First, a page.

Segave: CNB's website provides information about CNB and its banking services for individuals and businesses. CNB promotes community news, investment and education. The site provides access to online banking and links to Facebook and LinkedIn with robust content. Site search and ability to submit your own photo are provided.
Five Star Bank
Dana: The color scheme is nice, and I like the slightly frayed aesthetic. Good page load times. Menus are simple and well-organized. Branch locator works well. It has a well-organized, very comprehensive collection of financial calculators.
The contrast is very low in the menu—white on light blue-gray is difficult for many users to read. Page background looks broken on widescreen monitors. Links on the home page are the same color as other text, so how do I know they're links? The "select a product" dropdown under Apply Online is clunky to use. The URL is very strange to me: five-starbank.com? Why not fivestarbank.com or five-star-bank.com?
There's a mobile site, so that's good—at first glance. But then you realize that the only functions on the mobile site that are actually mobile-friendly are "contact us" and "about us." The location finder—arguably the most important mobile component—redirects you to the desktop site.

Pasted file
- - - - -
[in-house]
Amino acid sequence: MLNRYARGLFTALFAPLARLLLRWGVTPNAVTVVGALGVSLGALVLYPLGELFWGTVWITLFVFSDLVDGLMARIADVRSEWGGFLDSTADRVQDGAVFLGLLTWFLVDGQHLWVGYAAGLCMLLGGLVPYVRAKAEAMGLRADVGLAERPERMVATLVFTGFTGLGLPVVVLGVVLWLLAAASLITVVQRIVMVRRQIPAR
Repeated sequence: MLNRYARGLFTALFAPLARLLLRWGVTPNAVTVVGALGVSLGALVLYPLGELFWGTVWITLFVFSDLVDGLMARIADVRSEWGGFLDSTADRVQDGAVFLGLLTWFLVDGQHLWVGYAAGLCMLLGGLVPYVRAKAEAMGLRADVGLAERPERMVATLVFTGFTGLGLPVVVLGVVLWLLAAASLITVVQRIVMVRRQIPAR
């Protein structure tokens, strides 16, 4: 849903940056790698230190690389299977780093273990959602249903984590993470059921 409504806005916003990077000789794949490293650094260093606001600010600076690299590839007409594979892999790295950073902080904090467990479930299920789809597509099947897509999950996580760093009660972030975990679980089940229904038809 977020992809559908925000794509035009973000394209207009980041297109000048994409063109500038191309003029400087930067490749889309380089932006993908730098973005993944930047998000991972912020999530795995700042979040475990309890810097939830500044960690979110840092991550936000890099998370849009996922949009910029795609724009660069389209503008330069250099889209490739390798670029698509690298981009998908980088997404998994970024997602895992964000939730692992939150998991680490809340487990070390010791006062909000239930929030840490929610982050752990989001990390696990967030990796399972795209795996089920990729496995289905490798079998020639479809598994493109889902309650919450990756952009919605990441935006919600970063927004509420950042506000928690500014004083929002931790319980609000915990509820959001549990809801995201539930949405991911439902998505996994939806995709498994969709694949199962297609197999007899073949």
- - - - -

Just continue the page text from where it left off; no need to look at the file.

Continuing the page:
Make sure to test your website on a variety of screen sizes and devices, including smartphones.
Segave: FiveStar Bank's website provides information about personal banking, business banking, investment services and community information. Access to online banking is provided. The mobile aware version, with limited functionality, is easy to use.
Genesee Regional Bank
Dana: The overall feel of the website is very personal and very Rochester. They've done an excellent job of humanizing themselves—we're not a bank, we're your neighbors. Menu is easy to use and the content hierarchy makes sense.
However, in the center of the home page is a large promotion area: "Growing our mortgage team..." The text there is somewhat hard to read, and it's inaccessible to vision-impaired audiences; the alt attribute reads only "GRB Mortgage." Accessibility is lacking throughout the site; most images are inaccessible to the vision-impaired, though they did make the top-level menu items accessible. The design in general is OK, but a little cluttered and 2007-ish.
Comments on mobile: There's a mobile site, and it's quite good. It includes most of the information that mobile users will be looking for. There were some formatting/layout issues on my (Android) phone, but it still worked and they weren't a big deal.
Overall, this site works very well. There are some formatting, design and accessibility issues, but the site works. The mobile site is far better than most in this sector.
Segave: GRB's website provides information about the bank’s personal and business banking services. GRB has some community information. The site provides access to online banking and includes secure email. Links to LinkedIn and Share are provided. The LinkedIn link was not working during testing period. Site search is provided. Has mobile aware navigation.
Business and professional services